# Comparison of logit and probit estimations

There are a lot of questions concerning logit and probit relations (led by 20523), but I'm still confused with a seemingly simple issue.

On the one hand, often we see that for 'rule-of-thumb' correction of $$\beta$$ in logit and probit people use $$1.6$$ scalar (in example, Wooldridge, 5ed., ch. 17, p. 586).

In the typical case that $$g$$ is a symmetric density about zero...

For example, in the probit case with $$g(z) = \phi(z)$$, $$g(0) = \phi(0) = 1/\sqrt{2\pi} \approx .40$$.

In the logit case, $$g(z) = exp(z)/[1 - exp(z)]^2$$, and so $$g(0) = .25$$.

And a bit later (Wooldridge, p. 593):

Still, sometimes one wants a quicker way to compare magnitudes of the different estimates. As mentioned earlier, for probit $$g(0) \approx .4$$ and for logit, $$g(0)\approx .25$$. Thus, to make the magnitudes of probit and logit roughly comparable, we can multiply the probit coefficients by $$.4/.25 > = 1.6$$, or we can multiply the logit estimates by $$.625$$.

On the other hand, I read in (Train, 2009, p. 24):

... the error variances in a standard logit model are traditionally normalized to $$π^2 /6$$, which is about $$1.6$$. In this case, the preceding model becomes $$U_{nj} = x'_{nj} (β/σ) \sqrt {1.6} + ε_{nj}$$ with $$Var(ε_{nj} ) = 1.6$$. The coefficients still reflect the variance of the unobserved portion of utility. The only difference is that the coefficients are larger by a factor of $$\sqrt{1.6}$$ - standard deviation of extreme values distribution of errors. ...

As stated earlier, the error variance is normalized to $$1.6$$ for logit. Suppose the researcher normalized the probit to have error variances of 1, which is traditional with independent probits. This difference in normalization must be kept in mind when comparing estimates from the two models. In particular, the coefficients in the logit model will be $$\sqrt{1.6}$$ times larger than those for the probit model, simply due to the difference in normalization.

The question. So we see that usually logit estimate should be divided by approx $$1.6$$ to match probit estimate of the same data (and this value is approxiation of $$1 / \sqrt{\pi /8}$$), but Train suggests to correct by approx $$\sqrt{1.6}$$, which is derived from $$\sqrt{\pi^2 /6}$$.

What is the difference come from? How do those approaches relate to each other? Is it the same correction after all?

• I think the key is the $\pi^2 / 6$ variance assumed by Train. It implies a scale parameter $s=\sqrt{1/2}$ for the logistic distribution, instead of the (more common, I think) $s=1$ assumed by Wooldridge. Mar 11, 2020 at 11:05
• @suckrates , I think you are right, but the difference is relatively big, so it would be nice to understand the comparative reasoning. Mar 11, 2020 at 12:12
• Does this answer your question? Difference between logit and probit models May 19, 2020 at 3:26
• @kjetilbhalvorsen, thank you by pointing to the thread, but it doen’t answer the question. One of answers mentions 1.7 to be right correction. May 19, 2020 at 6:46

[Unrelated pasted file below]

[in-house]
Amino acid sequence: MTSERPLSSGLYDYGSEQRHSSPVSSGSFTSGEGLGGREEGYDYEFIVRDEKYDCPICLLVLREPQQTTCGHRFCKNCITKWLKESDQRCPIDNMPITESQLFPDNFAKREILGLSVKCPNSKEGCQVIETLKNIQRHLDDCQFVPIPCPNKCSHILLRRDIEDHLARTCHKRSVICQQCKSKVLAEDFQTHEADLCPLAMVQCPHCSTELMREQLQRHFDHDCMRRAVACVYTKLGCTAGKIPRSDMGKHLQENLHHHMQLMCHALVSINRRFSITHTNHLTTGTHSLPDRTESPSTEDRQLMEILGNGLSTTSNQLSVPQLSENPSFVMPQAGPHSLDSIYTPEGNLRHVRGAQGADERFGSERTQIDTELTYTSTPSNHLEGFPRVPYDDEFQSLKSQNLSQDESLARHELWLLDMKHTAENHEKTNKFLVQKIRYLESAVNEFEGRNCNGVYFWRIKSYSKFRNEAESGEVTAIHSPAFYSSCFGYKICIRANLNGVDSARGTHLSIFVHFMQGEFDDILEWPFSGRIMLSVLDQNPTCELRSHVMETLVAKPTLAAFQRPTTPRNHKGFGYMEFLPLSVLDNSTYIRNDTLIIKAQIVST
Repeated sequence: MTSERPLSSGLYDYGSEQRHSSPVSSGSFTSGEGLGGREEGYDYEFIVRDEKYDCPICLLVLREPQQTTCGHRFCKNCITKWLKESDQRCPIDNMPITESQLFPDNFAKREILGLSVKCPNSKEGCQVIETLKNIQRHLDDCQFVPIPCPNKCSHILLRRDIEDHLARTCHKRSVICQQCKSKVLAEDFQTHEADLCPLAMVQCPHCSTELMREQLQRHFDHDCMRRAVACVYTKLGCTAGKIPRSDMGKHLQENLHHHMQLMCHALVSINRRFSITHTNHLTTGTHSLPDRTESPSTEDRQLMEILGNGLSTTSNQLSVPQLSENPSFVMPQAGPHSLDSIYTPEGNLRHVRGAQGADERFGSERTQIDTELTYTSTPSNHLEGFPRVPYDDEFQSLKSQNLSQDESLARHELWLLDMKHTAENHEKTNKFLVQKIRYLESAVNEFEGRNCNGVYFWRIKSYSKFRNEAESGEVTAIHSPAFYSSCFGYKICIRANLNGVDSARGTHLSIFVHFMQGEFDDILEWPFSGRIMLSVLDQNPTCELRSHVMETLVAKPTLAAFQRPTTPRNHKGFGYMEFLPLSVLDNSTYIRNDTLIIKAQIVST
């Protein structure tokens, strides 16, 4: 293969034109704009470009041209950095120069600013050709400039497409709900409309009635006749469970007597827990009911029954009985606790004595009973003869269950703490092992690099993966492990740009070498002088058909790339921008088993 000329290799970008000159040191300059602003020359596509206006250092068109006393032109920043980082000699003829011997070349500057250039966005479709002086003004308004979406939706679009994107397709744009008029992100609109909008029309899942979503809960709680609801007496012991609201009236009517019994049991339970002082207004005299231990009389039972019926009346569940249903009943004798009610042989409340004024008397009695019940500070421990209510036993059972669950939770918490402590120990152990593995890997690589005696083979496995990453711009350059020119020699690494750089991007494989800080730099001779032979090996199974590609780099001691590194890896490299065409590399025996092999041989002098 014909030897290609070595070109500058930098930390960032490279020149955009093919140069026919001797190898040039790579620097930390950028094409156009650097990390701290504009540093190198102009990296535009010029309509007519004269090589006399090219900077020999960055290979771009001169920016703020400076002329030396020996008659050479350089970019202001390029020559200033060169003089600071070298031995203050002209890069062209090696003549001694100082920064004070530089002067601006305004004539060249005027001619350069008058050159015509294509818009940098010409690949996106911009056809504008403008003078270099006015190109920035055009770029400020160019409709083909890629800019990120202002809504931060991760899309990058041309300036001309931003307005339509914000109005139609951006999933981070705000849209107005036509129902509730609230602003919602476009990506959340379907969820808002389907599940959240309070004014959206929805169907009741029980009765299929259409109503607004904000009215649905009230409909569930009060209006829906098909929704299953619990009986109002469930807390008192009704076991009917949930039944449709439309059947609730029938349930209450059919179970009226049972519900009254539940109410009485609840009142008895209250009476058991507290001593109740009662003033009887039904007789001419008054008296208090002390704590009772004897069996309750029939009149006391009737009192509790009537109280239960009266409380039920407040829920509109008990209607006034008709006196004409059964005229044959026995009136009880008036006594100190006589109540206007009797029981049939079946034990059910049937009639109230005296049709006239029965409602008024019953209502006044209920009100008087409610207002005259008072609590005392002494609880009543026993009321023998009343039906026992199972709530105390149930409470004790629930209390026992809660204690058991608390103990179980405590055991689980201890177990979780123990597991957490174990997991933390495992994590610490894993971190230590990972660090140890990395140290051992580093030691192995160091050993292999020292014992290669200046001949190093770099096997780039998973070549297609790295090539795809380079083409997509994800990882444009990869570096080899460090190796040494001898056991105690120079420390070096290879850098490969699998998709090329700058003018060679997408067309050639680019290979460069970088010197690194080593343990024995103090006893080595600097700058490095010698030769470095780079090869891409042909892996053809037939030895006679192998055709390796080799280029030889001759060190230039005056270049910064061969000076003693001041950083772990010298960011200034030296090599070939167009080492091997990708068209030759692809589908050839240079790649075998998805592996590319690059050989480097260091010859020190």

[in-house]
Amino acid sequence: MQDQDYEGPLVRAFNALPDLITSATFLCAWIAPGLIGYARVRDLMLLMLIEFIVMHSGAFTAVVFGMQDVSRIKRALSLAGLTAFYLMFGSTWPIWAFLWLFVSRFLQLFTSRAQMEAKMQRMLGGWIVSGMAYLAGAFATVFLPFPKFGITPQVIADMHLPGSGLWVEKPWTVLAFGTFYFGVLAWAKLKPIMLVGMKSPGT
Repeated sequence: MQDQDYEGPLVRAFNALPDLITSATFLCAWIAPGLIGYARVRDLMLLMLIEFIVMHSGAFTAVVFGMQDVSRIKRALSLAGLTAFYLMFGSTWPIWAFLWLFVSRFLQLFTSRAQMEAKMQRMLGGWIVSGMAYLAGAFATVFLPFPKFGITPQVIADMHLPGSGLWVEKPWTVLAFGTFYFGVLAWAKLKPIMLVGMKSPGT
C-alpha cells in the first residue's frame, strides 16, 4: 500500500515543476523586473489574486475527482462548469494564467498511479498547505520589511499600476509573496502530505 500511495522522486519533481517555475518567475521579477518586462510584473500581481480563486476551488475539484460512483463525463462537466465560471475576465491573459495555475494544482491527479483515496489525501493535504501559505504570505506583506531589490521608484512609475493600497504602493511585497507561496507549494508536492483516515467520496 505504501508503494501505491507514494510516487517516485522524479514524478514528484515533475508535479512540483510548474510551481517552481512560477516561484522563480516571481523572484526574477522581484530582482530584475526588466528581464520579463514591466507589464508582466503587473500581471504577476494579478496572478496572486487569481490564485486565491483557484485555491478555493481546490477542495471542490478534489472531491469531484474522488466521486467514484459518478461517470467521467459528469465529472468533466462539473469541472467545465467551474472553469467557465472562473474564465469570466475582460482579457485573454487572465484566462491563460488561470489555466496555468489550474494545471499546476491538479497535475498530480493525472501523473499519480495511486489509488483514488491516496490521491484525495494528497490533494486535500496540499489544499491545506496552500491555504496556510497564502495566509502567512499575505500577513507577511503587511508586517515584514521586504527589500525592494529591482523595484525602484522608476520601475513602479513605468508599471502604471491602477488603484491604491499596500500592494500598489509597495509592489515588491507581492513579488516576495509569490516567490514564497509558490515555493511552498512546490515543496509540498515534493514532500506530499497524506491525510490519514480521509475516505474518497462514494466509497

Just some background first: For the probit model the estimated parameter $$\beta$$ and the error term $$\epsilon$$ within the context of $$Pr(\frac{\epsilon_i}{\sigma} < x_i \frac{\beta}{\sigma})$$ is assumed to have a standard deviation $$\frac{\epsilon}{\sigma} = 1$$, on the other hand for the logit model the same standard deviation $$\frac{\epsilon}{\sigma} = \frac{\pi}{\sqrt{3}}$$; this $$\frac{\pi}{\sqrt{3}} \approx 1.8$$ is indeed the standard deviation of the unit logistic distribution. That being said, pretty much empirically, the logit will fit better on the normal if we scale it by 1.6 instead of 1.8 across pretty much the whole of the curve. (Personally I think the approximation is underwhelming but potato potahto...) Now coming back to why $$\sqrt{1.6}$$ instead of $$1.6$$. Andrew Gelman had exactly the same question with you, talked with Dr. Train and got the following answer: "These are not two different parameterizations of the same model, with one parameterization being more common than the other. They are two different models, each with its own parameterization that is common for that model." His whole process is outlined in his 2006 blog-post on "Take logit coefficients and divide by approximately 1.6 to get probit coefficients". In short, Train referred to a model with error term $$N(0,2)$$. Therefore there was an approximate difference of $$\sqrt{2}$$ in the standard deviations; $$\frac{ \frac{\pi}{\sqrt{3}}}{\sqrt{1.6}} \approx \sqrt{2}$$. This is the root of the difference. The correction is essentially the same just the model utilities functions are different.
• thank you! Do you have an understanding of what two types of models they have in mind? Am I right to think that Train is about clogit and the like models (different $X_j$) while Gelman deals mostly with mlogit (same $X_j$ for all alternatives)? Mar 15, 2020 at 8:32